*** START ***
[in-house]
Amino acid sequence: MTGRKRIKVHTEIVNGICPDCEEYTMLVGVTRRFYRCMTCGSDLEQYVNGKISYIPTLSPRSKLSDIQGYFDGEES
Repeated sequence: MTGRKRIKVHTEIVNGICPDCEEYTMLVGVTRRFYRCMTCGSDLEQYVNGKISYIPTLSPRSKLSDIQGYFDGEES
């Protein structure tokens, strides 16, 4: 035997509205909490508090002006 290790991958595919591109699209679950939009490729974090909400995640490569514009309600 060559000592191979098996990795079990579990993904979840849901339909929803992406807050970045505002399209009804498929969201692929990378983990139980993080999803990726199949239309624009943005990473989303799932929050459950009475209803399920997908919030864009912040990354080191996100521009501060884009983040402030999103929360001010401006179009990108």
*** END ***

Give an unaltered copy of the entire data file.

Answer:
[in-house]
Amino acid sequence: MTGRKRIKVHTEIVNGICPDCEEYTMLVGVTRRFYRCMTCGSDLEQYVNGKISYIPTLSPRSKLSDIQGYFDGEES
Repeated sequence: MTGRKRIKVHTEIVNGICPDCEEYTMLVGVTRRFYRCMTCGSDLEQYVNGKISYIPTLSPRSKLSDIQGYFDGEES
């Protein structure tokens, strides 16, 4: 035997509205909490508090002006 290790991958595919591109699209679950939009490729974090909400995640490569514009309600 060559000592191979098996990795079990579990993904979840849901339909929803992406807050970045505002399209009804498929969201692929990378983990139980993080999803990726199949239309624009943005990473989303799932929050459950009475209803399920997908919030864009912040990354080191996100521009501060884009983040402030999103929360001010401006179009990108």